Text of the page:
50 Years Ago: Last Evening of Operation, March 31, 1963

Bruce Ward Photo, Bruce Ward Collection

Bruce Ward Photo, Bruce Ward Collection

A moody, somber image by Bruce Ward captures the pathos of the last evening of operation of streetcars in the city of Los Angeles, March 31, 1963, as the Metropolitan Transit Authority (the predecessor to today’s MTA) prepares to shut down the entire remaining rail system. Here, MTA PCC no. 3155 rests at 7th and Broadway on the P Line as the motorman and a passenger stare out the windshield toward Bruce’s direction.

Bruce Ward Photo, Bruce Ward Collection

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Showing 5 comments
  • Steve Crise

    Note the bus in the background barking at the heels of the trolley.
    Removal and the subsequent dismantling of the remaining electric lines was an incredile short-sighted decision by our civic leaders.
    Makes you wonder, doesn’t it.

    • Ralph Cantos

      When you look at the EXCELLENT condition of the #3155, you have to give the MTA (Many Trolley Abandonments) credit for one thing , they kept up the excellent maintainence program of predecessor LATL (National City Lines). On the bad side, the LAMTA just picked up the relentless march to do away with all electric powered transit in Los Angeles. No one at the first LAMTA had anything to do with public transit. Those in charge like Martin Pallard, owned and operated a Chevrolet dealership in the San Fernando Valley. A.J. Eyraud owned trucking companies and had interests in small bus operations. Max Gilliss had personal interests in highway construction. Walter Briggs owned parking lots in the LA area. Mark Boyar was a big real estate delevoper. These were the socalled “experts” that made up the the first LAMTA. Can anyone out there tell me just who the HELL put these “experts” in charge of LA’s transpotation needs. Talk about putting the fox in charge of the hen house, here we had the FOX INCHARGE OF THE DAMN BARN YARD!!!!! I often wondered if real estate delevoper Mark Boyar had anything to do with the sale of the Division #20 PCC storage yard. I am sure that when the PCC’s arrived in Cario, transit officials there looke st the A-1 condition of the cars, looked at one another and said aloud “what the Hell is wroug with those stupid Americans”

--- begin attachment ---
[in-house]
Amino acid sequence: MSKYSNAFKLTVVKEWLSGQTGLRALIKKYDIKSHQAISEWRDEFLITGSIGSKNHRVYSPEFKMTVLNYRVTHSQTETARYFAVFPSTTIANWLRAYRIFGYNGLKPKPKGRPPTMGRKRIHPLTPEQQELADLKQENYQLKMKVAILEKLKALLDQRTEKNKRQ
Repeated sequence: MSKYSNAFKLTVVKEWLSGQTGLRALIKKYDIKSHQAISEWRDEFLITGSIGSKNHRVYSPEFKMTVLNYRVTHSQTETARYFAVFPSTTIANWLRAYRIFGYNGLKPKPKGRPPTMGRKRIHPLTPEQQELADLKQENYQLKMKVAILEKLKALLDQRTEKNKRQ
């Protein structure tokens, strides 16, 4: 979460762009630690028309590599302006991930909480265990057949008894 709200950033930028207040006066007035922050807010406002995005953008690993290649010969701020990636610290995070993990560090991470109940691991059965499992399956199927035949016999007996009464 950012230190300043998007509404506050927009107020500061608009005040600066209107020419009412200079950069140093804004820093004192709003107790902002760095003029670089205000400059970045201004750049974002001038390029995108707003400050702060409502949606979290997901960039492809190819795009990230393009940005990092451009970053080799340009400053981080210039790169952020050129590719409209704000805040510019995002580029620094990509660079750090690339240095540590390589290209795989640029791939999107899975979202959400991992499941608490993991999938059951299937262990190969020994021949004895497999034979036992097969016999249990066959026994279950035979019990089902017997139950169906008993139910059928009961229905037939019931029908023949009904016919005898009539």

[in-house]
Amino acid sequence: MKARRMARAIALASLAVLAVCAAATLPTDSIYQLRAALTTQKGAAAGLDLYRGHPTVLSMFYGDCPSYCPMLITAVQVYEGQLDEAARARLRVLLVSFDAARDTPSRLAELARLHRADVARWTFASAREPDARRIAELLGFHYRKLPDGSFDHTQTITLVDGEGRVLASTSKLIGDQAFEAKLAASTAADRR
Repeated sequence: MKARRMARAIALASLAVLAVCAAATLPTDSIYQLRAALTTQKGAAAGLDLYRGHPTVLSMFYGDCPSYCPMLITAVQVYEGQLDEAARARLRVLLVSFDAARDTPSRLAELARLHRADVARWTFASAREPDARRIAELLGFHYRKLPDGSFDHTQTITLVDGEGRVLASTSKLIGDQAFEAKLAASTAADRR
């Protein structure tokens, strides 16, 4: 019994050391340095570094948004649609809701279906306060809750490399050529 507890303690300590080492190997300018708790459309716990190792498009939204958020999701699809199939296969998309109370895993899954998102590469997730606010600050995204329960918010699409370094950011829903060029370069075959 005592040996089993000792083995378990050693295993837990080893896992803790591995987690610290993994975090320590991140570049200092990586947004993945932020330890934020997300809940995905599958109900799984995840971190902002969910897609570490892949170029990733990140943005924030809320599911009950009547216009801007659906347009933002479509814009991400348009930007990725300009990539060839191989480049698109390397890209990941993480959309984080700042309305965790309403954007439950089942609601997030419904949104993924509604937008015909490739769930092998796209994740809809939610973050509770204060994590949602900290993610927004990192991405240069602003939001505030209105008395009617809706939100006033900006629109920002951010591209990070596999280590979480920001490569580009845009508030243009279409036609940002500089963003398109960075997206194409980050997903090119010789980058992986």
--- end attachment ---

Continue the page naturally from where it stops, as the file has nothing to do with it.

• Mike Marincovich

    Along with the first two comments, another thing that helped with the demise of the PE was the fresh styling of cars starting in the mid 50’s-notice the 1955 Chevy Bel Air two door hard top parked in front of the Gallenkamp shoe store. Too bad that the leaders back in the day couldn’t see a future with cars and the PE coexisting side by side.

  • Bob Davis

    We should also remember that the 55 Chevy in the photo was 8 years old at the time, and may have been on its second or third owner by then. Each successive owner would be taking advantage of the depreciation and paying far less than the new car price. In those days, one could buy a serviceable used car for a few hundred bucks, fill the tank and have change left over from a five-dollar bill, and never worry about passing a smog check.

  • Bernard Samstag

    Shortly after the date on the picture I worked the late shift at The Times and sat briefly in my parked Ford Falcon on Spring Street just a few feet north of First Street. I watched as men atop the Big Bertha truck reached up and pulled down the wires that were the life blood of the Pico line. I did not realize that I was watching the end of an era. The following years were punctuated by eye-stinging smog created by the gasoline-driven vehicles that replaced the smooth, efficient, quiet, comfortable electric streetcars. And now, years later, some of what we once had is coming back . . . at greatly enhanced COST.

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